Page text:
t’s a number we hear about a lot. Your credit score. Everyone is talking about it (including those guys that sing about it on TV), but what does it mean for you and how are scores determined? Let’s take a look.
Your credit score (or FICO® score) is a number that lenders use to determine your credit worthiness, based on the information in your credit report. It’s important to note that your credit report and score are two different things. You also have three different scores from each of the three credit reporting bureaus—TransUnion, Equifax and Experian. Scores can vary between the three bureaus and lenders may refer to one or all of your scores when you ask them for credit.
Why It Matters
Having a good credit score is important. Generally, it allows you to obtain other credit and secure better interest rates. Cell phone companies, landlords—even potential employers may also check your score to determine your credit worthiness or character. Most credit scores fall between 600 – 750 and a score above 700 is considered good.
What’s In a Credit Score?
Five factors are used when determining your credit score.
1. Your payment history – approximately 35% of a FICO score
Are you making your payments on time? Having late payments, bankruptcies and other negative items on your credit report can bring down your score. On the flip side, paying your bills on time will help your score.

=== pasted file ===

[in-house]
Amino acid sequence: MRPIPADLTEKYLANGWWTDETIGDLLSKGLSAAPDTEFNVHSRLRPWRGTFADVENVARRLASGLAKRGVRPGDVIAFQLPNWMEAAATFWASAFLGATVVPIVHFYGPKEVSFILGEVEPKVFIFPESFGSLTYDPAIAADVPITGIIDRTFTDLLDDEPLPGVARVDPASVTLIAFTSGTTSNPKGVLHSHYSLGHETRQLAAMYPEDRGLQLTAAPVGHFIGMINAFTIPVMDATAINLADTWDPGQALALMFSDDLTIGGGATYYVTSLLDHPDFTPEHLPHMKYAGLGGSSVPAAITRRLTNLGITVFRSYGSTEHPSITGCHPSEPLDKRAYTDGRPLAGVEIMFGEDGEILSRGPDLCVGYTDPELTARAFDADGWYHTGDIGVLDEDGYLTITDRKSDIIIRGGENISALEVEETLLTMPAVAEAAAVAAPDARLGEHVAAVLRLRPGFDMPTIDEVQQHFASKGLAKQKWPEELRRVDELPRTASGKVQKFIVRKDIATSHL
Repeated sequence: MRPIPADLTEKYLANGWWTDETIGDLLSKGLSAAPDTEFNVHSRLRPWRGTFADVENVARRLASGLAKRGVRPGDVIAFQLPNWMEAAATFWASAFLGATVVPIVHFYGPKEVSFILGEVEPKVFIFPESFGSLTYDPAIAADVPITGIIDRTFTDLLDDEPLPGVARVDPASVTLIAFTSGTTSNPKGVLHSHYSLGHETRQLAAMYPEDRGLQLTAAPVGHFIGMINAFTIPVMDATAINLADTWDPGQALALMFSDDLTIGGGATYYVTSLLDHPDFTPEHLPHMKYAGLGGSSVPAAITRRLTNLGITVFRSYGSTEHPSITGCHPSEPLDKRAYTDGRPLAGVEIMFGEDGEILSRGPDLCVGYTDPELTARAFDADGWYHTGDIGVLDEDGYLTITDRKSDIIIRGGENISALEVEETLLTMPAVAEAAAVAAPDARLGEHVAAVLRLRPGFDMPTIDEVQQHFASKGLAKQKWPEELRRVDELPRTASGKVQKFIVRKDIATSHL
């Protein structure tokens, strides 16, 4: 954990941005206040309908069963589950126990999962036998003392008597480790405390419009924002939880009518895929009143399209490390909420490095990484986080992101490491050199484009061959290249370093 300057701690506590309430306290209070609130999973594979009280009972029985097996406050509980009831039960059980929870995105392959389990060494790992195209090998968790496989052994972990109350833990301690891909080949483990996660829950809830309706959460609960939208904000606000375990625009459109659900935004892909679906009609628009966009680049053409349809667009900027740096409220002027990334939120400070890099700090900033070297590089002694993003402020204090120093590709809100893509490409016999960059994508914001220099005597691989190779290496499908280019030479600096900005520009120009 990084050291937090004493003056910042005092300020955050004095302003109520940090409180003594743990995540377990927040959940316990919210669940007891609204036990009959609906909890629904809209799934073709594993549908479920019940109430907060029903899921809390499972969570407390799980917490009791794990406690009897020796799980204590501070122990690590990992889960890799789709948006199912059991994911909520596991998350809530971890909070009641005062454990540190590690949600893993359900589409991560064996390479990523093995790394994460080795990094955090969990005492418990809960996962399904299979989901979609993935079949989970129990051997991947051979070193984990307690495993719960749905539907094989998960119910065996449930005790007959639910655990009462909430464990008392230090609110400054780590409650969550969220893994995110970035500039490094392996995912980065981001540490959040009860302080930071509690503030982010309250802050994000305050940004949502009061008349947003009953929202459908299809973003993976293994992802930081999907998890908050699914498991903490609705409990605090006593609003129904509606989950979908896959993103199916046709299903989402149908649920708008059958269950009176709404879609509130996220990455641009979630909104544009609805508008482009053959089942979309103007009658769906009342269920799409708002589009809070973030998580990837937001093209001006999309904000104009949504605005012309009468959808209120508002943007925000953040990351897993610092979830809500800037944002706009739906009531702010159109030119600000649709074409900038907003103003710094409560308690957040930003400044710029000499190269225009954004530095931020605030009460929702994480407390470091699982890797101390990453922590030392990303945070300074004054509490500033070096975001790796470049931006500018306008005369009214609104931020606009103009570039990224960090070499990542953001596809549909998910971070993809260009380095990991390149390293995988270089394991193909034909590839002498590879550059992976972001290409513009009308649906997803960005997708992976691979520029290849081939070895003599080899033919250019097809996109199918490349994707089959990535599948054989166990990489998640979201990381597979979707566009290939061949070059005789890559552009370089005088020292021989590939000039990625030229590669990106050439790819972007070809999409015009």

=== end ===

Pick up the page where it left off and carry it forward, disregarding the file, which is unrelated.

2. How much you owe – approximately 30% of a FICO score
Your FICO score looks at how much you owe on your accounts, the number of accounts you have with balances and the amount of available credit you have. It’s a good rule of thumb to only use 30% of the available credit you have. So if you have a credit card with a limit of $1,000, you’ll only want to carry a balance of $300 for that card to have the best impact on your score.
3. Length of credit history – approximately 15% of a FICO score
A lengthier credit history is better for your score, but it’s still possible to have a good score if your credit history is shorter. So if you’re going to cancel a credit card, make sure it’s not the card you’ve had the longest. A card with a longer history is better for your score.
4. New credit – approximately 10% of a FICO score
Ironically, opening new lines of credit can actually hurt your score, but not by much (usually less than 5 points). This is because the “inquiries” lenders do when checking your credit can be counted against you. If you’re rate shopping for a new loan, do so within a certain period of time, such as 30 days, to avoid putting any dings in your score. However, FICO scores can tell the difference between you rate searching for multiples lines of new credit or just one type of new credit.
5. Other factors – approximately 10% of a FICO score
There are some other smaller things that can impact your score. One of them is the different types of credit you have. So having a mix of credit cards and installment loans (this includes a mortgage, student or auto loan) can be good for your score.